Natural Foods Merchandiser

Wrap up thanks with employee gifts

One of the traditional strengths of natural foods stores is customer service. With the right employees, good service is effortless; without them, it's next to impossible. Happy, knowledgeable staffers are the key, and the best way to keep them is to show appreciation for their work. That's why employee gift programs can be such an important tool for nurturing loyalty and reflecting company values.

"People who don't think reward and recognition are important are absolutely missing the boat," says Susan Heathfield, founder of Heathfield Consulting Associates in Williamston, Mich., and author of the human resources page on "When I ask employees to remember a time when they felt wonderful about their work, the first one that comes up is a time they were recognized for their contributions."

Though small stores may not be able to match the bonuses that larger corporations routinely dole out, there are many ways that employees can be celebrated without breaking the bank.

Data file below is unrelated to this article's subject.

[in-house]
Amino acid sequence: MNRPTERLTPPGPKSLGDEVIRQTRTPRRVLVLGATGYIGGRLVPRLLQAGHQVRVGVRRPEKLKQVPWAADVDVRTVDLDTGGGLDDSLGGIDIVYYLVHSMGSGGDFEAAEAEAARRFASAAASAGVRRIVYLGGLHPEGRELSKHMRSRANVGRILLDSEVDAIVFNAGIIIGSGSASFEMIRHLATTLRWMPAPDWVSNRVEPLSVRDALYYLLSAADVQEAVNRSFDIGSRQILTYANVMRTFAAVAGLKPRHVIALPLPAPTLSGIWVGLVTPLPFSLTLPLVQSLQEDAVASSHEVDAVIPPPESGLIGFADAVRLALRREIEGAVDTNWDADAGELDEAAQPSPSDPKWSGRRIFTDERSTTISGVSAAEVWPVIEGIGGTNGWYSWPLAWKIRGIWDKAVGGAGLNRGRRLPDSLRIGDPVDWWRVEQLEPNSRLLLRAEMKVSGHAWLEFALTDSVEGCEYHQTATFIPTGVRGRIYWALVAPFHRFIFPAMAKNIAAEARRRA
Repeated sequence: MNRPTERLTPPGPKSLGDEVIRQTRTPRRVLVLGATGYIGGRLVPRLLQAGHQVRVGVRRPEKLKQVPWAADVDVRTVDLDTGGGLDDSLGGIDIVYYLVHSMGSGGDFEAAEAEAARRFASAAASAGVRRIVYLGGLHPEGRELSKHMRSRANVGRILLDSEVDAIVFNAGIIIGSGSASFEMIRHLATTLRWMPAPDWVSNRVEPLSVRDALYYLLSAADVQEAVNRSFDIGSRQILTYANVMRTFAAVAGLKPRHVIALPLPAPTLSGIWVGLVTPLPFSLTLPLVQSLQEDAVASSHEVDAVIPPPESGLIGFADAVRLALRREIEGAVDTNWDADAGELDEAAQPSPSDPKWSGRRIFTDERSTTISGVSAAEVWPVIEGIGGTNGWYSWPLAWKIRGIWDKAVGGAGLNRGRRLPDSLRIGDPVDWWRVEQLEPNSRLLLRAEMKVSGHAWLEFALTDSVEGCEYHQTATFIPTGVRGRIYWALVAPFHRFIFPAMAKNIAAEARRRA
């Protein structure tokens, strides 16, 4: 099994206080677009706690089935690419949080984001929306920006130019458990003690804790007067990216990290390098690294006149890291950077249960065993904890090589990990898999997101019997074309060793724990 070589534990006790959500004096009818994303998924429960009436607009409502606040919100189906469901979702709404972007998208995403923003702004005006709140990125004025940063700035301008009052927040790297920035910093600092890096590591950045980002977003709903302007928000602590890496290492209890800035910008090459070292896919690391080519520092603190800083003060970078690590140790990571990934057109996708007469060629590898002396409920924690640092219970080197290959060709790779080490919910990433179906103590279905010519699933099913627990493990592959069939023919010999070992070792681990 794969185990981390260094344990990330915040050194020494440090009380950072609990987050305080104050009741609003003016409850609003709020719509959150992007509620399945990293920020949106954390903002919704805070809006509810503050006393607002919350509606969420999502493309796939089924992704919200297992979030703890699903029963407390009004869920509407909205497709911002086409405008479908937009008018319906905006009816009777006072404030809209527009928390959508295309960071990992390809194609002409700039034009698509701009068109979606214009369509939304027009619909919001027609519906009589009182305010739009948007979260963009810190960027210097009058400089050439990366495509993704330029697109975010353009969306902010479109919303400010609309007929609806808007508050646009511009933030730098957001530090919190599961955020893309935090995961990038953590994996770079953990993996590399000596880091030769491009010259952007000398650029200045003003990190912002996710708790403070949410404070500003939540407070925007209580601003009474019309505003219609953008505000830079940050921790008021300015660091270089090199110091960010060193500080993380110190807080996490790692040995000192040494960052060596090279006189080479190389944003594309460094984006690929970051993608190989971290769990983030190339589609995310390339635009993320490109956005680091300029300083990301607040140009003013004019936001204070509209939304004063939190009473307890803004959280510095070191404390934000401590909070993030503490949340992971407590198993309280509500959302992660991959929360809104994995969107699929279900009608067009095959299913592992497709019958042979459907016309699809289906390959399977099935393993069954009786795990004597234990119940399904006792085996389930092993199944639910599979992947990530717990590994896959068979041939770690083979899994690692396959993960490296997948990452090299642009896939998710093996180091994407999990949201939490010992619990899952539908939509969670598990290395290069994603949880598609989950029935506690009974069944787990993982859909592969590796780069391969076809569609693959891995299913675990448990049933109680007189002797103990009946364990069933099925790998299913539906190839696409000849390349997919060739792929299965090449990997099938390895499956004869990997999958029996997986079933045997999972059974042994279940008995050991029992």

"We do things for every birthday, wedding anniversary, Christmas and Thanksgiving," says Ray Alli, owner of four Total Health Center stores in the Baltimore area. The stores range from 600 to 1,500 square feet and average nine employees total. "For employees on their birthdays, we usually give a diamond bracelet or necklace. It's not expensive, usually under $100, and they appreciate the thought," he says. In addition, the company gives regular Christmas bonuses ranging from $100 to $500 per employee.

Though the thought of handing out diamonds might scare some retailers, Alli says that the benefits far outweigh the expense. "I think any store can do something like this," he says. "Even a small store is making a quarter-million a year. You're telling me you can't afford to spend a thousand on staff members? If you don't take care of good employees, they're going to become bad employees and leave the company." Alli's own staff includes a number of employees who've been there for five to 12 years, so his approach seems to work.